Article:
Going off to college (or even living at home for college) is often considered opening the door to your future—high school is over and it’s time to move on to new experiences.
For some teens and young adults, college is also the first time they experience the death of a loved one. Dealing with grief and loss is difficult for people of all ages, but it can be incredibly tough for students—especially those who are also learning how to live with everyday college stress.
Whether a friend or family member has lost their battle with a chronic illness or a tragic accident occurred, a loved one’s death is an overwhelming experience. Bereavement is the period of grief and mourning after a death. It is part of the normal process of reacting to a loss and is to be expected.
Grief, or grieving, is our response to death or loss. People can experience emotional, physical, and spiritual reactions while they are grieving. Grief can certainly be caused by the death of a loved one or even a pet, but we can also grieve over the loss of a relationship—somewhat common during college, when many high school sweethearts decide to break up—or when we receive other life-altering news, such as a close friend moving away or being diagnosed with an incurable illness.
Grief is usually an unhappy or painful emotion and everyone grieves differently in their own ways. Many people have trouble concentrating or sleeping while they are grieving. Others have trouble eating or just feel “cheated,” guilty, or even relieved if someone was suffering with a painful, chronic illness.
The National Institutes of Health (NIH) explains that there are common stages of grief and mourning. These stages do not necessarily occur in one specific order and some stages can even occur at the time same:
The grieving process takes time. It is gradual. Some people come to terms with death or loss sooner than others, but grief can be unpredictable. A song, photograph, or special memory can trigger strong feelings of sadness. You may even feel guilty about “getting over” the situation too quickly, as if it were disrespectful, or feel guilty about arguments you had with the person you have lost.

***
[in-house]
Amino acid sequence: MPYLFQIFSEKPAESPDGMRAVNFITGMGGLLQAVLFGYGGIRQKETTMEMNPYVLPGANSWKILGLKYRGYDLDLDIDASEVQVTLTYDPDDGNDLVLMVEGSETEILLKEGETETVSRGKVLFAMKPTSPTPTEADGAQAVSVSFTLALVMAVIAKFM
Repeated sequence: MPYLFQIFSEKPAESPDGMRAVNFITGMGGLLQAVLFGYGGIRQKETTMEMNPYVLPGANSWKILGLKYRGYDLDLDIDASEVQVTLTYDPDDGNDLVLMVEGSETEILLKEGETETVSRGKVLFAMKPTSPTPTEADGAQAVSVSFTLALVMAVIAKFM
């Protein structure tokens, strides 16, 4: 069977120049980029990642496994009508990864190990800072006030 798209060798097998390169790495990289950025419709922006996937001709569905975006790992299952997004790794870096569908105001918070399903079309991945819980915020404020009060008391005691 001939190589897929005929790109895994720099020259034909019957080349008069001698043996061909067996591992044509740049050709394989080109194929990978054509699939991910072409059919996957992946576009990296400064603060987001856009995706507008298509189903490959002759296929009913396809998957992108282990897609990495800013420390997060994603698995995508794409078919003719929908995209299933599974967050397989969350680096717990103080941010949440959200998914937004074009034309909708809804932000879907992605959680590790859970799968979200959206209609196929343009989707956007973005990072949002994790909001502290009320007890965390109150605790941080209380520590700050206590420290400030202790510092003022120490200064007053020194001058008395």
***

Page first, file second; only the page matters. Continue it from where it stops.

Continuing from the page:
Losing anyone who is an important part of your life during college can be traumatic, but dealing with the death of a parent during college can be incredibly debilitating. College journalism scholar Dan Reimold dealt with this delicate issue in USA Today College, quoting The Daily Kansan editor Kelly Stroda, who did a series on college and death: “College students who lose a parent are affected emotionally, psychologically, physically, academically and financially. At the very time they are about to launch independent lives, they lose the people they rely on most for direction.”
If you are in college when you experience the loss of a parent or other personal tragedy, you may want to:
Dealing with grief or loss caused by death or tragedy is difficult at any stage of life, but Red and Black contributor Sarah Saltzman writes that “Living with Loss” by researchers at Indiana University of Pennsylvania finds college life is geared toward academics and social activities, which leaves little room to make it through the grieving process. If something happens while you are a new college student, you may feel overwhelmed. Remember to try your best to take care of yourself and accept help from others if you need it.
Melissa Rhone earned her Bachelor of Music in Education from the University of Tampa. She resides in the Tampa Bay area and enjoys writing about college, pop culture, and epilepsy awareness.
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